It’s been a bad month for the transportation industry. The mysterious story of a vanished airliner that rivaled “Lost” for audience size and discussion, a derailed train that climbed an escalator at O’Hare in the middle of the night, and 1.6 million GM cars recalled for a faulty ignition switch. While the first two stories may earn dubious honors for their mystery, the GM story is a tale that businesses all across America may be writing, though unwittingly, in their own distinctive script.
As reported by CNN, “General Motors…has been getting a lot of attention and criticism for its recall of 1.6 million vehicles worldwide to deal with an ignition switch problem. GM engineers knew at least as early as 2004 of the problem, but the company did not recall the vehicles until February of this year. At least 12 deaths have been linked to the problem with the ignition switch. And the number of vehicles covered by the recall has doubled since it was originally announced.”
Notably the vehicles recalled were the Chevrolet Cobalt and HHR, Pontiac G5 and Solstice, and the Saturn Ion and Sky.
Exacerbating the potential for a crisis of confidence in GM was the subsequent recall of another 1.5 million vehicles, including 1.2 million for side-airbag wiring issues impacting the 2008-13 Buick Enclave and the GMC Acadia, as well as the 2009-13 Chevrolet Traverse and the 2008-2010 Saturn Outlook.
My first thought in viewing these reports was, when was the last time I saw an HHR or a G5 or any Saturn vehicle on the road? These cars were developed many, many years ago but just now are being recalled for problems as basic as the ignition switch and electrical wiring, neither issue seemingly related to the aging of the vehicles, but rather to their fundamental design.
What has happened here is that vehicles engineered by the old General Motors have sparked problems for the new GM. After the Great Recession and auto bailout, we were given to understand that GM and many of the other major automakers had totally reorganized themselves, with new consumer-centric attitudes that have subsequently won over buyers in very encouraging numbers. But GM, like many other businesses, may be confronting a “crisis of legacy”—one attributable to a company under its prior form and leadership or attributable to a business that has been acquired and subsequently is shown to have produced defective products.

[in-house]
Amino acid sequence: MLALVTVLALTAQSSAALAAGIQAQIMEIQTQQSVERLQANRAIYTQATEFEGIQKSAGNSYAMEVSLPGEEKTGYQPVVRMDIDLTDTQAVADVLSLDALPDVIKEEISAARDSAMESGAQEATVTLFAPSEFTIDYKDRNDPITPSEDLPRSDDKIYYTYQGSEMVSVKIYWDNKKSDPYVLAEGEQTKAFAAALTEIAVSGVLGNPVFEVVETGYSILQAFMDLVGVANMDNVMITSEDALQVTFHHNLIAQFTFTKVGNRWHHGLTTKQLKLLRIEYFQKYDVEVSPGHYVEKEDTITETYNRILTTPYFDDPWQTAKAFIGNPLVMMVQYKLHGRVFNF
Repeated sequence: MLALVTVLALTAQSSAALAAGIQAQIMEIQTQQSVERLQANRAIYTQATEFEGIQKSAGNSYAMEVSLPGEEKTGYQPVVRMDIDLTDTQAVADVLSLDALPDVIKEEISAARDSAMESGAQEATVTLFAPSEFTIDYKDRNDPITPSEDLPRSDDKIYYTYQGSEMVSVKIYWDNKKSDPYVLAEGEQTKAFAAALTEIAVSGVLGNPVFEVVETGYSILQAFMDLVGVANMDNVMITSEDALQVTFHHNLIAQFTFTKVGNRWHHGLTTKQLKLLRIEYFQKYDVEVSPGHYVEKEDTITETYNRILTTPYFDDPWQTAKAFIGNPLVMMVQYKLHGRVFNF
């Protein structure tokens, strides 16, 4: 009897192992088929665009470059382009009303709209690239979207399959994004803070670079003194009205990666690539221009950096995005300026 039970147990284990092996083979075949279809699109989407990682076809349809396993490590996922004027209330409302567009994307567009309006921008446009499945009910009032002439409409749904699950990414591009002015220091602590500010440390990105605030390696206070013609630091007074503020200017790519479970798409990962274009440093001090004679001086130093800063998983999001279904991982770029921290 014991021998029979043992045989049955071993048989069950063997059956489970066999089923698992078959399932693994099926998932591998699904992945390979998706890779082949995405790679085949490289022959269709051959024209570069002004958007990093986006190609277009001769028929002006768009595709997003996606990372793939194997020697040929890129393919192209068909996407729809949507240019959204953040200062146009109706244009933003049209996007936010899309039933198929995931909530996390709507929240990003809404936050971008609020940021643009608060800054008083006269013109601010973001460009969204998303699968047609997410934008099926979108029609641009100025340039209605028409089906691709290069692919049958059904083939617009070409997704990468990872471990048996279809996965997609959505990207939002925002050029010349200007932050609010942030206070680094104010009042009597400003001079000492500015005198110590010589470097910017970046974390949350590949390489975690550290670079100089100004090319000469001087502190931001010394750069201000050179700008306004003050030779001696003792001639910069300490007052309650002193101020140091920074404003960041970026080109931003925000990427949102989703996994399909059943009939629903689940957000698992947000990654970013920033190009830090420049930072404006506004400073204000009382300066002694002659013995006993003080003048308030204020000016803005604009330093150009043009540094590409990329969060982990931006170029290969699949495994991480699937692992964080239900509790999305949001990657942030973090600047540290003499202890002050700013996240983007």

In reinventing a company for the Digital Age, the Millennial Era, the 21st century or however management cares to phrase it, too often the products of the predecessor organization still on the market are ignored. Faulty designs and other dangerous issues created by “the old company” can haunt the reinvigorated NewCo and severely damage its reputation, because consumers don’t—and shouldn’t be required to—make the distinction between the former Acme Anvils management team and the new, more wily one.
When a company attempts to write a new scenario for redefining its brand—through reorganization, acquisition, advanced products or other methods—it needs to ensure it has cleaned up Act One. That means due process may need to be broadened beyond conventional boundaries during acquisition negotiations. Products on the shelves and in the showrooms must be examined to anticipate and proactively resolve potential defects. Public relations must be structured so that it looks not only forward, toward the “new” company, but also back to the offerings of the old one to explain to consumers any flaws the organization may have found and what it is doing to correct them before they impact consumers.
“Recall” should mean more than corralling defective vehicles; it should be a reminder for management teams to remember what their company has placed in consumer hands and its responsibility to ensure those products’ safety.
Steve Friedman is the Director of Marketing Communications for Airfoil, an integrated marketing communications firm, with offices in Silicon Valley, Detroit, London and Hong Kong. Follow Steve on Twitter: @prwritingpro